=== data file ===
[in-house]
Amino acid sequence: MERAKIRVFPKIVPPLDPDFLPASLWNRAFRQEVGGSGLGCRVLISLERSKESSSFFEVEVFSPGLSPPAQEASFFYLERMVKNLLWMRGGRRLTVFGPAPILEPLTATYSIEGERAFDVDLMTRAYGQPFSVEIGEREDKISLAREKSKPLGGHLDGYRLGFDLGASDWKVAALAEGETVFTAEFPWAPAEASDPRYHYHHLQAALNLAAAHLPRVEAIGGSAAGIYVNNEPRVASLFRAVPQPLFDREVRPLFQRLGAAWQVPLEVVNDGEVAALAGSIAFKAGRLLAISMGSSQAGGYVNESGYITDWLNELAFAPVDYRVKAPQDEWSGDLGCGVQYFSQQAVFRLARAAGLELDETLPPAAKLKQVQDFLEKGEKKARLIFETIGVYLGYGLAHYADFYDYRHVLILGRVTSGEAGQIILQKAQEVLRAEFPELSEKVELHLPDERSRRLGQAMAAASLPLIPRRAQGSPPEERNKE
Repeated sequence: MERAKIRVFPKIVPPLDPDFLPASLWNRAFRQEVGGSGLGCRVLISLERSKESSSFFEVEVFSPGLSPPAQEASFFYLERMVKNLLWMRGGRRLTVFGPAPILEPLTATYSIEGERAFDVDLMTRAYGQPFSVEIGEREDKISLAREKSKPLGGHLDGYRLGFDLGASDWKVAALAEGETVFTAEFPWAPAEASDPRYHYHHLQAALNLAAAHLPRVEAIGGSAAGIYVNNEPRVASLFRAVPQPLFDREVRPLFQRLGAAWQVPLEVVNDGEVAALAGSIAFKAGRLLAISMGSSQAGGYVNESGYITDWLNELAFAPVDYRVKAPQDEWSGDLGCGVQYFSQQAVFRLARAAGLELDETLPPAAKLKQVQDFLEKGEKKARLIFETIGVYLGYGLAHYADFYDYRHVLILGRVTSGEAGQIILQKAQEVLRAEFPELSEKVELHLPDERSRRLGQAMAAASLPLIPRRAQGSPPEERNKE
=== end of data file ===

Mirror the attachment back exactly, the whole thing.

[in-house]
Amino acid sequence: MERAKIRVFPKIVPPLDPDFLPASLWNRAFRQEVGGSGLGCRVLISLERSKESSSFFEVEVFSPGLSPPAQEASFFYLERMVKNLLWMRGGRRLTVFGPAPILEPLTATYSIEGERAFDVDLMTRAYGQPFSVEIGEREDKISLAREKSKPLGGHLDGYRLGFDLGASDWKVAALAEGETVFTAEFPWAPAEASDPRYHYHHLQAALNLAAAHLPRVEAIGGSAAGIYVNNEPRVASLFRAVPQPLFDREVRPLFQRLGAAWQVPLEVVNDGEVAALAGSIAFKAGRLLAISMGSSQAGGYVNESGYITDWLNELAFAPVDYRVKAPQDEWSGDLGCGVQYFSQQAVFRLARAAGLELDETLPPAAKLKQVQDFLEKGEKKARLIFETIGVYLGYGLAHYADFYDYRHVLILGRVTSGEAGQIILQKAQEVLRAEFPELSEKVELHLPDERSRRLGQAMAAASLPLIPRRAQGSPPEERNKE
Repeated sequence: MERAKIRVFPKIVPPLDPDFLPASLWNRAFRQEVGGSGLGCRVLISLERSKESSSFFEVEVFSPGLSPPAQEASFFYLERMVKNLLWMRGGRRLTVFGPAPILEPLTATYSIEGERAFDVDLMTRAYGQPFSVEIGEREDKISLAREKSKPLGGHLDGYRLGFDLGASDWKVAALAEGETVFTAEFPWAPAEASDPRYHYHHLQAALNLAAAHLPRVEAIGGSAAGIYVNNEPRVASLFRAVPQPLFDREVRPLFQRLGAAWQVPLEVVNDGEVAALAGSIAFKAGRLLAISMGSSQAGGYVNESGYITDWLNELAFAPVDYRVKAPQDEWSGDLGCGVQYFSQQAVFRLARAAGLELDETLPPAAKLKQVQDFLEKGEKKARLIFETIGVYLGYGLAHYADFYDYRHVLILGRVTSGEAGQIILQKAQEVLRAEFPELSEKVELHLPDERSRRLGQAMAAASLPLIPRRAQGSPPEERNKE